Sen. Max Baucus (D-MT) did not disclose to the Justice Department anything about his personal relationship with a woman he recommended to be a United States Attorney, according to a Department official involved in the selection of federal prosecutors. Baucus has acknowledged that he recommended his girlfriend, Melodee Hanes, to be the U.S. attorney for Montana, but it has not been previously known whether he or his staff told Justice Department officials about the relationship at the time of his recommendation.
An official involved in the vetting of U.S. attorneys says that Baucus did not—a disclosure that may escalate questions about Baucus’ conduct. Baucus, the Democratic chairman of the Senate Finance Committee, submitted Hanes’ name and that of two other Montana attorneys to be U.S. attorney for his state.
Senators traditionally nominate three people to the White House, which then considers one or all of them for final appointment. That Baucus first recommended Hanes for the job was first reported by the website MainJustice.com.
Hanes herself recommended that her name be withdrawn from consideration, mitigating allegations of favoritism by Baucus. But Baucus' office admitted that the senator and Hanes were already romantically involved, since the summer of 2008, when he recommended her. As the AP reported, Baucus "recommended Hanes to become Montana's U.S. attorney while they were dating because she is a highly qualified prosecutor who tried more than 100 jury trials and is widely regarded as an expert in child abuse prosecution." Baucus has said that he and Hanes were separated from their respective spouses at the time the relationship between the two of them began. Now both divorced, Baucus and Hanes live together on Capitol Hill.
Despite this, however, Justice Department officials say they were blindsided when they learned of the relationship between the Senator and the woman he recommended to be U.S. attorney. Officials also say that the Senator’s non-disclosure might have tainted the selection process.
The Obama Justice Department, citing the politicization of the Department during the Bush administration—most notably the firings of nine U.S. attorneys by Bush for political reasons—has vowed to bring integrity back to the selection and hiring of U.S. Attorneys and other political appointees. They have appointed more career prosecutors to be U.S. attorneys than previous administrations. And Obama reappointed one U.S. attorney fired by the Bush administration-- Dan Bogden-- back to his old position as the U.S. attorney for Nevada.
The possibility that they might have appointed a U.S. Attorney that was a senator’s girlfriend could have turned out to be not only a major political embarrassment but also a potential scandal. But Department officials are not likely to criticize Baucus publicly.
And Hanes has since gotten a job with the Justice Department working on juvenile justice issues, working in the Department's Office of Juvenile Delinquency and Prevention (OJJDP.) The OJJDP distributes more than a half billion of federal grants to prevent juvenile delinquency and protect disadvantaged and at-risk youth. The Obama administration is currently reforming the agency after congressional investigations and an internal Justice Department probe found evidence of cronyism and favoritism by the Bush administration in the awarding tens of millions of dollars in grants to political friends of the Bush White House over more highly qualified applicants. The Department was further embarrassed when OJJDP officials refused to testify before Congress, invoking their Fifth Amendment rights. (To read about that scandal, one should click here, here, here, and here.)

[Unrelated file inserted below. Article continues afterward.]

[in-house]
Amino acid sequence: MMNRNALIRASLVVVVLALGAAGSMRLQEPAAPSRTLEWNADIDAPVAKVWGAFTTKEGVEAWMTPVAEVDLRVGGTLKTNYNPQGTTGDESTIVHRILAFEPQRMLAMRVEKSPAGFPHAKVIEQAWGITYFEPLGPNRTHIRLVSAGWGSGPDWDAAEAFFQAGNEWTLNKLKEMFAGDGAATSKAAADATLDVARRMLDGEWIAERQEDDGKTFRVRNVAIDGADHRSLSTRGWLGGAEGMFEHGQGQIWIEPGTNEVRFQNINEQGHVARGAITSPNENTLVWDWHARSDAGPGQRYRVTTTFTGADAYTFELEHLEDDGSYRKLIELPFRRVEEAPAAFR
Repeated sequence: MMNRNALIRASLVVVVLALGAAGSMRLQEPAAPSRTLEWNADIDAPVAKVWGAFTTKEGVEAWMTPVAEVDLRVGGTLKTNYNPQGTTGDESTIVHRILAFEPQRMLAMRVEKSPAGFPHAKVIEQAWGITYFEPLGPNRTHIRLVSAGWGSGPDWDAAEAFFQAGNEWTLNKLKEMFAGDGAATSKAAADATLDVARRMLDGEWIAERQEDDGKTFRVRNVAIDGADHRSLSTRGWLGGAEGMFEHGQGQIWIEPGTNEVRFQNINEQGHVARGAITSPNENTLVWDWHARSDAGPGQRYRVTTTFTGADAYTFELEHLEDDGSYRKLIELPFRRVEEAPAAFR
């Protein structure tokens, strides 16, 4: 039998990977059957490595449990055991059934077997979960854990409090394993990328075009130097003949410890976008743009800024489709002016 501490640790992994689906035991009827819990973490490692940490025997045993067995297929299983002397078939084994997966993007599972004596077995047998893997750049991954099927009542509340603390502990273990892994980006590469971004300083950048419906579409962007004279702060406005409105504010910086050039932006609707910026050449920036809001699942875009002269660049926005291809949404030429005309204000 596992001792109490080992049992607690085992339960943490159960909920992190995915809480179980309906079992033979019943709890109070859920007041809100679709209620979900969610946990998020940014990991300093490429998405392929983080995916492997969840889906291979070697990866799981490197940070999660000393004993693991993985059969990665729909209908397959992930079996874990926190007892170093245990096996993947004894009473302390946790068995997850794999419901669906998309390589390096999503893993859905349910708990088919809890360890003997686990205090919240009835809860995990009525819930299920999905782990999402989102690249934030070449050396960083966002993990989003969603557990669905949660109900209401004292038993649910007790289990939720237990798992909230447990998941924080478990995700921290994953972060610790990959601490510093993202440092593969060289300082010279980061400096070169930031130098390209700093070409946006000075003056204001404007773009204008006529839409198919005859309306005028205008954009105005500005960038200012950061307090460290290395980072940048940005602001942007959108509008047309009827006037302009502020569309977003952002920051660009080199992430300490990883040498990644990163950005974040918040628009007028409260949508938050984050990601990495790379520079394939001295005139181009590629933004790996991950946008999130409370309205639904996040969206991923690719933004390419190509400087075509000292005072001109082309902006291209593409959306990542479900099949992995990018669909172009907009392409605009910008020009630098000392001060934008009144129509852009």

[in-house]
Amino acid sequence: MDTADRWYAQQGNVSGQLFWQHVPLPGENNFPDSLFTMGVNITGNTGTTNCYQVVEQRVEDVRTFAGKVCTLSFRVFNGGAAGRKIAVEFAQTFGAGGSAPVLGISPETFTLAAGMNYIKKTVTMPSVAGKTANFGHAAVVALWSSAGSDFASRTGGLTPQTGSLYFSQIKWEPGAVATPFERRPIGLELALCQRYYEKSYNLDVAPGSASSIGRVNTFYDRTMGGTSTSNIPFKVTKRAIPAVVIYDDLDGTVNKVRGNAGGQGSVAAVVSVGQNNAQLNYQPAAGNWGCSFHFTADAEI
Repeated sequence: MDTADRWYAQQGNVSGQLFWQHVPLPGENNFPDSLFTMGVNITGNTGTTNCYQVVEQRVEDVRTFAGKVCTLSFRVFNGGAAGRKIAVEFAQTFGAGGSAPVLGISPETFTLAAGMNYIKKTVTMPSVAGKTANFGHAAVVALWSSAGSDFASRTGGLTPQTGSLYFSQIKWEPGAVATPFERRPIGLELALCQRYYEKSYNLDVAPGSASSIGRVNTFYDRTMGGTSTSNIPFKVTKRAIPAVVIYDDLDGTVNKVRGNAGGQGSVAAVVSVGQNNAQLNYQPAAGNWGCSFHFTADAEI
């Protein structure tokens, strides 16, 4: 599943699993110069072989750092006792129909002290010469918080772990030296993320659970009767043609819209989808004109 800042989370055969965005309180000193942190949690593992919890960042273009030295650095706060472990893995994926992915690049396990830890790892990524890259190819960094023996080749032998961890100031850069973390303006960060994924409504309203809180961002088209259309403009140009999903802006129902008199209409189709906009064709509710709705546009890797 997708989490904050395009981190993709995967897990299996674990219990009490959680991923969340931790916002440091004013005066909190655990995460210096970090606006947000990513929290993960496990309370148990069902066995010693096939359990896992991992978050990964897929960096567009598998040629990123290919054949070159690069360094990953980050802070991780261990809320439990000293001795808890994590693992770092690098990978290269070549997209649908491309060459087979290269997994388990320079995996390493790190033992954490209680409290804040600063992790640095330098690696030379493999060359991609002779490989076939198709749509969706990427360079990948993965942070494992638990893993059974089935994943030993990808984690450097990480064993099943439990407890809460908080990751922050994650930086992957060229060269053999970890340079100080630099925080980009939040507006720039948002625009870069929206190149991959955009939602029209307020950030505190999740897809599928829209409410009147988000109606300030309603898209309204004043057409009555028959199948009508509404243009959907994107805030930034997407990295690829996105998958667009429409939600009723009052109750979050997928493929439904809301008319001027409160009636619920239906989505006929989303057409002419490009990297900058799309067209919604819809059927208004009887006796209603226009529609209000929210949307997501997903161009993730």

A Justice Department spokesman told the New York Times that she obtained the job independently and because she was highly qualified. Tracy Schmaler, the Justice Department spokeswoman, told the Times that Ms. Hanes was hired “because of her decades of experience in the field,” saying she had specialized in the prosecution of child abuse and neglect at the Polk County Attorney’s Office in Des Moines. “She has won awards for her work, been published on the topics of child abuse and fatality, and taught classes in these areas to both law students and Department of Human Services child protection investigators,” Schmaler said.
Meanwhile, the Hill reported in a little noticed story that Hanes accompanied Baucus on two taxpayer-sponsored overseas trips in late 2008 after the two started dating. The paper quoted ethics experts saying that the travel should be probed:
"When you do go on one of these trips, one of the things you're supposed to certify is that you're going on the trip for a legitimate purpose, to do public business," said Meredith McGeehee, policy director at the Campaign Legal Center, noting she would support a probe. She added the senator's trips "certainly [raise] questions about the judgment he has used and his motivations for taking Hanes along, even if otherwise, on every other kind of decision, it would be legitimate." The senator's office, however, was unavailable to comment Saturday evening on the full details of those trips.
In the end, the overseas travel may eclipse the original disclosure that Baucus recommended Hanes to be a U.S. attorney. Update: Baucus not only did not inform the Justice Department of his relationship with Hanes while he was pushing her for U.S. attorney, apparently he kept the White House in the dark as well. Baucus spoke to Politico. The website reported that "Baucus said he didn’t think the White House was aware of the relationship – or his close friend and former chief of staff Jim Messina, who is now the White House’s deputy chief of staff. And he said that he didn’t believe Messina played a role in the process of choosing the attorney."